Treasured as a traveling companion and source of inspiration since coming to me as a gift in 1979, Alexander Carmichael’s wonderful collection, Celtic Invocations, celebrates a faith and world-view I find deeply appealing. An English translation of Carmichael’s famed Carmina Gadelica ( or Gaelic Songs), it was compiled as he traveled Western Scotland from 1855-1899 and is rooted in the culture of the highlands and islands, stretching from Arran to Caithness and Perth to St. Kilda. The prayers, invocations and blessings it contains represent a combination of Celtic vibrancy and Christian richness. When St. Patrick arrived in Ireland and Irish St. Columba (521-597) carried the faith on to Scotland, the culture, theology and spirituality which resulted was unique. It remains so today.
Our modern tendency to separate sacred and secular would have seemed laughable to those early converts. In the words of Avery Brooke, “the Celtic Christians seldom left the spiritual behind in the living of their lives, nor the world behind in their prayers.” Brooke also notes the unusual tolerance of Christian missionaries toward Celtic religion and traditions. Because so much of Celtic life was “sained”, blessed and taken up whole into Christianity, Celtic tradition which might otherwise have been lost is accessible today in the wonderful prayers, blessings and invocations which were woven into daily life. To quote Brooke again, “Christ was the Chieftain of Chiefs, but the old tales, songs, runes and customs, along with the crops, the fish, daily work and nightly sleep were sained – marked with the sign of the cross – as were the fæiries, the banshees and the people.”
When I think of Celtic Christianity, the word which seems most appropriate is “consecration”. We tend to think of consecration as a “setting aside” or “setting apart” for a holy purpose. In our world, the consecrated is separate, quite removed from the realities and routines of daily life. For the people of the Isles, consecration served to elevate and hallow all the circumstances of the day even as it emphasized their dependence on life’s giver and sustainer.
Certainly there were morning prayers and evening prayers, invocations of the Saints and hymns to Jesus. But there was far more than obviously “religious” prayer woven into the fabric of Celtic spirituality. There were rituals which marked the passing of the days and the cycles of the year. There were blessings for households, for the “smooring” (smothering) of fire at night and for the kindling that “lifted” the fire in the morning. There were songs for the heifers and milk cows, prayers for protection of cattle and songs of praise for the ocean and moon. There were blessings for fishing, hunting and reaping, prayers for traveling and prayers for sleep. Celtic prayer was less something one “did” than an attitude toward life: grateful, receptive and filled with recognition that divine grace and providence is the mysterious ember glowing in the heart of humanity. Like the home ember nurtured each morning and protected each night with ritual and prayer, the spark of the divine was meant to be tended by humanity.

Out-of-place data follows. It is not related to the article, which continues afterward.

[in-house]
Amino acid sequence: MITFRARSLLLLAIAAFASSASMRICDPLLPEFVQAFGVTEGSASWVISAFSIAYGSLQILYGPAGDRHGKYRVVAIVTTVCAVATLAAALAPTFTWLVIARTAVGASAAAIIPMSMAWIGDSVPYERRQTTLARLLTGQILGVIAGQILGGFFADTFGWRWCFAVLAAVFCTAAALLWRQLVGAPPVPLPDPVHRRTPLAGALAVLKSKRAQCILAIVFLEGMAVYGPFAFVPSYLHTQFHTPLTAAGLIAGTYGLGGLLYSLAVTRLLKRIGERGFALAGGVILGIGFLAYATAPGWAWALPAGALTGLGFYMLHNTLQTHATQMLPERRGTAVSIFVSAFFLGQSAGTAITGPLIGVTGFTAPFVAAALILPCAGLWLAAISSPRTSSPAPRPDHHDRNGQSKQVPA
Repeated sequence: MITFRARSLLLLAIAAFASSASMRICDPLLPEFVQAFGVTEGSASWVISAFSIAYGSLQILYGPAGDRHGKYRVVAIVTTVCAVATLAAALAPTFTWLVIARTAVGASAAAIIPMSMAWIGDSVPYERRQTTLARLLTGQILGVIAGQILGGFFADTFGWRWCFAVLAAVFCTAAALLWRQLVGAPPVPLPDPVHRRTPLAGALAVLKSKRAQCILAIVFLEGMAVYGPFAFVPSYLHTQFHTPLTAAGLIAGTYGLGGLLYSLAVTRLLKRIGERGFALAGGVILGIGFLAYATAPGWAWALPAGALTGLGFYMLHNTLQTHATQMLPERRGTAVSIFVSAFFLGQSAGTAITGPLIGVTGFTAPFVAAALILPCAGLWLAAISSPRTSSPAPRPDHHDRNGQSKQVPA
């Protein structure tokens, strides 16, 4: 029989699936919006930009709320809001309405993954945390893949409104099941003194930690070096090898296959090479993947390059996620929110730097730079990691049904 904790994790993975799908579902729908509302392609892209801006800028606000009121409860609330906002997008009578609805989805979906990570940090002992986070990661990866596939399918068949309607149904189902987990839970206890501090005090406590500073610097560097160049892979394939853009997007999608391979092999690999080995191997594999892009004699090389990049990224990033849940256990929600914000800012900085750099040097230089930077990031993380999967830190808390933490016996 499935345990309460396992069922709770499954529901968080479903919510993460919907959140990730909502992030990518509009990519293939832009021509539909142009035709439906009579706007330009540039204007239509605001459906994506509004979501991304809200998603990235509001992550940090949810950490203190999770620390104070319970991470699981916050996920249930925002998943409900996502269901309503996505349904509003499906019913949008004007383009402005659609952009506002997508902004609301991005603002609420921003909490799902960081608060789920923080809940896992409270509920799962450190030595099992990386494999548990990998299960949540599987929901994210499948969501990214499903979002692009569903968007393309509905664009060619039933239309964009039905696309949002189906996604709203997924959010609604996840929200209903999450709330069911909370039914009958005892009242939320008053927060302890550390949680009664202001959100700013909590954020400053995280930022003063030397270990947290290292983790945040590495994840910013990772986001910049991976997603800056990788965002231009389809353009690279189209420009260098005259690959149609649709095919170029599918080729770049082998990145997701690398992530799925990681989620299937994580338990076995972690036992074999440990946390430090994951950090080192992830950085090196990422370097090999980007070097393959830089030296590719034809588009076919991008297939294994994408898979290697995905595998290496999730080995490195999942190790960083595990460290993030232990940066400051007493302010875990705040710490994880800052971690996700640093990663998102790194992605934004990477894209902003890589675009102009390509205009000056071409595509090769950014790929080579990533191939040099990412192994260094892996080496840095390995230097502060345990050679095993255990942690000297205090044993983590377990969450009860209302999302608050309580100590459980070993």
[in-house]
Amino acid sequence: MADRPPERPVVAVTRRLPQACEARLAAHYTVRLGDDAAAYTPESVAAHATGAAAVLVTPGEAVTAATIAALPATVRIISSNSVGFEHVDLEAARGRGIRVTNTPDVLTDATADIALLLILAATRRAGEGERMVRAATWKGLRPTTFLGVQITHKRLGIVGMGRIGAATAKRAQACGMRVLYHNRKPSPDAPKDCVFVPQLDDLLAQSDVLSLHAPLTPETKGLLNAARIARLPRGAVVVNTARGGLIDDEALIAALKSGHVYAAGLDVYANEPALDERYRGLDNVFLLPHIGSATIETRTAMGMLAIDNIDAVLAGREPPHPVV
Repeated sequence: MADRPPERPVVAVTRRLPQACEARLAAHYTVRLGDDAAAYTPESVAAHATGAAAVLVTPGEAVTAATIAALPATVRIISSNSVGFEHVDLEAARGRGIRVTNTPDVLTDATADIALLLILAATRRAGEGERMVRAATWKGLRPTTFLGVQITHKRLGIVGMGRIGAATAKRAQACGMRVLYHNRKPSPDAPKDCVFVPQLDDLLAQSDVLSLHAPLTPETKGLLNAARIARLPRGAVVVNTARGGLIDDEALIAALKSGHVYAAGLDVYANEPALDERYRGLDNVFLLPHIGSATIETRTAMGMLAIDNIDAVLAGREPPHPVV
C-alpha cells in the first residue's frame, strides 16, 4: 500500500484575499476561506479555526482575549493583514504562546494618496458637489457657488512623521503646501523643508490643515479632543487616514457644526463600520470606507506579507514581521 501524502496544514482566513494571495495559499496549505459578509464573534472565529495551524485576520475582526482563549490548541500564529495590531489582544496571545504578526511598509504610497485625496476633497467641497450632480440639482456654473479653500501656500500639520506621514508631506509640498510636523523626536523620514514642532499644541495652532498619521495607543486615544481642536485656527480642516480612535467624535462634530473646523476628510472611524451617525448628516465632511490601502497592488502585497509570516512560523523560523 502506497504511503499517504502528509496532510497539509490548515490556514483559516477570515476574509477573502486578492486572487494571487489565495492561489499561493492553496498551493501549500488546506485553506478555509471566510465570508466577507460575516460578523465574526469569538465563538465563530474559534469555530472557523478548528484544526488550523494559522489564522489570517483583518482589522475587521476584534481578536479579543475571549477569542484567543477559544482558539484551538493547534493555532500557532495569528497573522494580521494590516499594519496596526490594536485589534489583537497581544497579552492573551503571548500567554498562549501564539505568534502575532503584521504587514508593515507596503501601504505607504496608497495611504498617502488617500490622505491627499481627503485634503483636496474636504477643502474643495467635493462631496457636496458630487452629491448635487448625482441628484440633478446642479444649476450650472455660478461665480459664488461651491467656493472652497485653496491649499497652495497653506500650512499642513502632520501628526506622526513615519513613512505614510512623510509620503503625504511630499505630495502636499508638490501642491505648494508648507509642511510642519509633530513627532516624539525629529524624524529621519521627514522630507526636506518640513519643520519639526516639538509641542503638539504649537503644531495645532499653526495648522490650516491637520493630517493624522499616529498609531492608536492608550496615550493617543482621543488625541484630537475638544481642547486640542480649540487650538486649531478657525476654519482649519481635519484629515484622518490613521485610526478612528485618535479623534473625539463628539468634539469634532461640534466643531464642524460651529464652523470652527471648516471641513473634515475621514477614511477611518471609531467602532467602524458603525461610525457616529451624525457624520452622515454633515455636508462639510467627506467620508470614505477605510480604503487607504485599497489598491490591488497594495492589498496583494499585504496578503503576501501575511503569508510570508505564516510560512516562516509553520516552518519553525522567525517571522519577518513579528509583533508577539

Three of my favorites among the blessings and invocations collected by Carmichael are The Clipping Blessing, The Loom Blessing, and the Consecration of the Seed. Because he did his work in the mid-to-late 1800s, collecting from people still grounded in Celtic oral traditions, these wonderful words shimmer with light reflected from a nearly forgotten time. Modern prejudices about how to approach the divine are quite missing. In The Clipping Blessing, for example, there’s no embarassment in asking for quite particular favors:
Go shorn and come woolly,
Bear the Beltane female lamb,
Be the lovely bride thee endowing,
And the fair Mary thee sustaining,
The fair Mary sustaining thee.
Michael the chief be shielding thee
From the evil dog and from the fox,
From the wolf and from the sly bear,
And from the taloned birds of destructive bills,
From the taloned birds of hooked bills.